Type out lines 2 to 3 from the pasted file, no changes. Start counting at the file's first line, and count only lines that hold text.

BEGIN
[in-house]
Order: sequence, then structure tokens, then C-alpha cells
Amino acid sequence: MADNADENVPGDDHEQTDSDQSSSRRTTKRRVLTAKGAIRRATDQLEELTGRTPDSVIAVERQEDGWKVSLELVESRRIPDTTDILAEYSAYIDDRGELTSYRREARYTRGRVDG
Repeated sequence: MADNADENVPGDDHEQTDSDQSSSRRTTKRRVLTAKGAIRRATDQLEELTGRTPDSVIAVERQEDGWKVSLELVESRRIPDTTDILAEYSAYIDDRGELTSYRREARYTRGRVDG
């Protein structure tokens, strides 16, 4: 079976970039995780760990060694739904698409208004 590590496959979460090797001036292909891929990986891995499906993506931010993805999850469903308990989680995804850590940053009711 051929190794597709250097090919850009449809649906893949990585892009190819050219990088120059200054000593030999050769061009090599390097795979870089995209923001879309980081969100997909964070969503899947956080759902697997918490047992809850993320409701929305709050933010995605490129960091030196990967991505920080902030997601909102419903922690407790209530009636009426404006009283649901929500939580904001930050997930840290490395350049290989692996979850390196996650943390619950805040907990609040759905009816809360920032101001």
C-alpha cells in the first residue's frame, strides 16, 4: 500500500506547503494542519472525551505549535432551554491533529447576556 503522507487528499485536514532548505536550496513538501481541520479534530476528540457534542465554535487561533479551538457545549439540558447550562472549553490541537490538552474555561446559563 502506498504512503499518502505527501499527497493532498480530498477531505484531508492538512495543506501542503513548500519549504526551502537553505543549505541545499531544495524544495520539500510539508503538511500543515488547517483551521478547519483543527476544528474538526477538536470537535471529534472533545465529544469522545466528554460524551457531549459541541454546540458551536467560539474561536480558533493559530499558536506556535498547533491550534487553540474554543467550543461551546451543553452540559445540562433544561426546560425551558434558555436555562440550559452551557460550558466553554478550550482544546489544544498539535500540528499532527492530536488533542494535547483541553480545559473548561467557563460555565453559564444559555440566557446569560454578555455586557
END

Order: sequence, then structure tokens, then C-alpha cells
Amino acid sequence: MADNADENVPGDDHEQTDSDQSSSRRTTKRRVLTAKGAIRRATDQLEELTGRTPDSVIAVERQEDGWKVSLELVESRRIPDTTDILAEYSAYIDDRGELTSYRREARYTRGRVDG